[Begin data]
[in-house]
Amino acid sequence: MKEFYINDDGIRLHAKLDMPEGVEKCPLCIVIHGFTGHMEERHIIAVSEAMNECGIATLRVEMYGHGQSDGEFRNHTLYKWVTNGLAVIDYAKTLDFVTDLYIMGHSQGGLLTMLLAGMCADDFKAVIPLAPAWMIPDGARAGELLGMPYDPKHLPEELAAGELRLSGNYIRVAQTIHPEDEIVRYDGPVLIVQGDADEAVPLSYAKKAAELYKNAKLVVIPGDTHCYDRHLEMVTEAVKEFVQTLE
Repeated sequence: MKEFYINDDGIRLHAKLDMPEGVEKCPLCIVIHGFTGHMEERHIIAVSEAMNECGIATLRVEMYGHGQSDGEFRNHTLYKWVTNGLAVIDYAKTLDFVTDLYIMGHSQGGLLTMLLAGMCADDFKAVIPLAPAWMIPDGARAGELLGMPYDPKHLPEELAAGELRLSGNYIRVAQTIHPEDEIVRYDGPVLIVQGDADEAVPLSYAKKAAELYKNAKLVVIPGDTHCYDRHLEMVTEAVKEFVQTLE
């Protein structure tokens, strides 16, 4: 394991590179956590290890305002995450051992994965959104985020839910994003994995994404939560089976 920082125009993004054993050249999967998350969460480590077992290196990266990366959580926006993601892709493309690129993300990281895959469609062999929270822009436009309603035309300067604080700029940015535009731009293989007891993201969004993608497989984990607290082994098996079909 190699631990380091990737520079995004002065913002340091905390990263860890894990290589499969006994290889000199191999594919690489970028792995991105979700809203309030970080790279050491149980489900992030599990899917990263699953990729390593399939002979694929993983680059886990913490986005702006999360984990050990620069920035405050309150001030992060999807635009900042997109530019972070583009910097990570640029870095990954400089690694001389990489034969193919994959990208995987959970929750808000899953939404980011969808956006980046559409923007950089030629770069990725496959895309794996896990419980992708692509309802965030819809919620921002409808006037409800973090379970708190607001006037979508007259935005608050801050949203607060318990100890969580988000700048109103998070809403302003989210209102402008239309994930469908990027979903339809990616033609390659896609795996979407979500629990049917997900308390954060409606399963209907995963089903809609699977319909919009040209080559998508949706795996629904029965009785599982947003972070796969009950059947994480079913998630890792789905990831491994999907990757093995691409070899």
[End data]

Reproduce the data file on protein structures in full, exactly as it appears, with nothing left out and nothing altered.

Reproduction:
[in-house]
Amino acid sequence: MKEFYINDDGIRLHAKLDMPEGVEKCPLCIVIHGFTGHMEERHIIAVSEAMNECGIATLRVEMYGHGQSDGEFRNHTLYKWVTNGLAVIDYAKTLDFVTDLYIMGHSQGGLLTMLLAGMCADDFKAVIPLAPAWMIPDGARAGELLGMPYDPKHLPEELAAGELRLSGNYIRVAQTIHPEDEIVRYDGPVLIVQGDADEAVPLSYAKKAAELYKNAKLVVIPGDTHCYDRHLEMVTEAVKEFVQTLE
Repeated sequence: MKEFYINDDGIRLHAKLDMPEGVEKCPLCIVIHGFTGHMEERHIIAVSEAMNECGIATLRVEMYGHGQSDGEFRNHTLYKWVTNGLAVIDYAKTLDFVTDLYIMGHSQGGLLTMLLAGMCADDFKAVIPLAPAWMIPDGARAGELLGMPYDPKHLPEELAAGELRLSGNYIRVAQTIHPEDEIVRYDGPVLIVQGDADEAVPLSYAKKAAELYKNAKLVVIPGDTHCYDRHLEMVTEAVKEFVQTLE
């Protein structure tokens, strides 16, 4: 394991590179956590290890305002995450051992994965959104985020839910994003994995994404939560089976 920082125009993004054993050249999967998350969460480590077992290196990266990366959580926006993601892709493309690129993300990281895959469609062999929270822009436009309603035309300067604080700029940015535009731009293989007891993201969004993608497989984990607290082994098996079909 190699631990380091990737520079995004002065913002340091905390990263860890894990290589499969006994290889000199191999594919690489970028792995991105979700809203309030970080790279050491149980489900992030599990899917990263699953990729390593399939002979694929993983680059886990913490986005702006999360984990050990620069920035405050309150001030992060999807635009900042997109530019972070583009910097990570640029870095990954400089690694001389990489034969193919994959990208995987959970929750808000899953939404980011969808956006980046559409923007950089030629770069990725496959895309794996896990419980992708692509309802965030819809919620921002409808006037409800973090379970708190607001006037979508007259935005608050801050949203607060318990100890969580988000700048109103998070809403302003989210209102402008239309994930469908990027979903339809990616033609390659896609795996979407979500629990049917997900308390954060409606399963209907995963089903809609699977319909919009040209080559998508949706795996629904029965009785599982947003972070796969009950059947994480079913998630890792789905990831491994999907990757093995691409070899």